This study therefore investigated whether the inhibitory action of melatonin in oPT cultures is also dependent on the modulation of plasma membrane potential. Treatment of cultures with the ionophore valinomycin selectively permeabilised the cell plasma membrane to potassium, thereby causing membrane hyperpolarisation. In cultures of oPT, valinomycin inhibited in a concentration-dependent manner (maximal effect 2 μm) the stimulatory action of forskolin (1 μm) on intracellular levels of cyclic AMP, indicating that the activity of adenylyl cyclase in this tissue is sensitive to hyperpolarisation of the plasma membrane. However, increasing the extracellular concentration of potassium from 5 mm to 100 mm, which would depolarise the plasma membrane, had no effect on the inhibitory action of melatonin (1 μm) in forskolin-stimulated cultures. This indicated that melatonin could be effective in cells with sustained depolarisation. To test directly whether integrity of the plasma membrane is essential for melatonin to inhibit adenylyl cyclase, cultures were treated with the cholesterol-chelating agent saponin (50 μg/ml). Saponin increased cellular permeability to trypan blue and enhanced the release of the cytoplasmic enzyme lactate dehydrogenase to the extracellular medium, demonstrating that cell plasma membranes had been permeabilised, thereby abolishing membrane polarity. In cultures pretreated with saponin there was a tendency for levels of cyclic AMP to be reduced. However, permeabilisation did not block the forskolin-stimulated increases in cyclic AMP levels nor did it alter the ability of melatonin to inhibit the production of cyclic AMP in forskolin-stimulated cultures.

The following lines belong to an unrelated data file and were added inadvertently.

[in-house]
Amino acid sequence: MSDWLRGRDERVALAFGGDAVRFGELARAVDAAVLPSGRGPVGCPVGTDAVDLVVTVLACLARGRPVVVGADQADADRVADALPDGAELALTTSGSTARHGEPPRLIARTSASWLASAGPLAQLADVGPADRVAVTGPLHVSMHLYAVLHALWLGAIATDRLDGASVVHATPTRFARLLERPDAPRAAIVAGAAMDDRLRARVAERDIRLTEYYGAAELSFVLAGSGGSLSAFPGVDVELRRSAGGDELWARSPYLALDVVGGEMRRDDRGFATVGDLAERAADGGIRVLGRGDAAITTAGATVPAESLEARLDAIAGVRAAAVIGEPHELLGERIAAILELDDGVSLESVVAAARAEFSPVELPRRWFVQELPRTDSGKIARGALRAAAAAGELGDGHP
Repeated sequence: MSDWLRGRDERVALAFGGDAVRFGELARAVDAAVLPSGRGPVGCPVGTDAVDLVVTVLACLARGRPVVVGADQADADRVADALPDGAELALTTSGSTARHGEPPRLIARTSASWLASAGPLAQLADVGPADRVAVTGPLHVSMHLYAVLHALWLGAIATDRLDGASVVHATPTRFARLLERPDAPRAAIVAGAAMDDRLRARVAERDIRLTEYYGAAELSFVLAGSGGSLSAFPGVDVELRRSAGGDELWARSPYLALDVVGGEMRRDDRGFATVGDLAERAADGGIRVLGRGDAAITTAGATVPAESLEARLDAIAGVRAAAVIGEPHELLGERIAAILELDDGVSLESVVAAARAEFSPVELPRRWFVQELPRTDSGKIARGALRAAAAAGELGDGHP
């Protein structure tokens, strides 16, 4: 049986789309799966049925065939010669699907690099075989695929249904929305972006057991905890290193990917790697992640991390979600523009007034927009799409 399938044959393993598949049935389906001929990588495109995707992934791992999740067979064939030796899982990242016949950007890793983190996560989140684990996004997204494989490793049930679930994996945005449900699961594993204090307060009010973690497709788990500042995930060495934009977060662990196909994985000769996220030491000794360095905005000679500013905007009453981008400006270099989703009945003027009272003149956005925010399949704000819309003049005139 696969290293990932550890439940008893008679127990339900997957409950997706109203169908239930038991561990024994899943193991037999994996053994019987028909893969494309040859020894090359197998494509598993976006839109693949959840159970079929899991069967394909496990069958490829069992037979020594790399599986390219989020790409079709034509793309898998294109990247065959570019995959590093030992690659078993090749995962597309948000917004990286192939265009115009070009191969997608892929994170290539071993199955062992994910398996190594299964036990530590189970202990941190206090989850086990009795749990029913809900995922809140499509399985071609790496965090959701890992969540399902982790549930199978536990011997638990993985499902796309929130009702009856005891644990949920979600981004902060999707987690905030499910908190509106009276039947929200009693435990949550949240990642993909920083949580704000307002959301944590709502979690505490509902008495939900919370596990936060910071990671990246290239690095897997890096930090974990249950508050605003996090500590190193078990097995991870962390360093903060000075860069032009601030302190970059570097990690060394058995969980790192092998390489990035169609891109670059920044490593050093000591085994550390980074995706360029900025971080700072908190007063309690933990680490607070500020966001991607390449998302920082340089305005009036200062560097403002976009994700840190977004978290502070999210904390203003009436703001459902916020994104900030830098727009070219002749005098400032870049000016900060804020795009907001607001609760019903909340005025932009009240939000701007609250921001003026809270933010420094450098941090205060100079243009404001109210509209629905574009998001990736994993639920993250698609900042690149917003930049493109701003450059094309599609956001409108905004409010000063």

This study demonstrated that, while it is possible to inhibit the stimulatory actions of forskolin in the oPT by increasing the permeability of cells to potassium and thereby hyperpolarising them, melatonin is able to inhibit cyclic AMP in permeabilised cells and so can act independently of changes in membrane potential.
Journal of Endocrinology (1995) 145, 471–478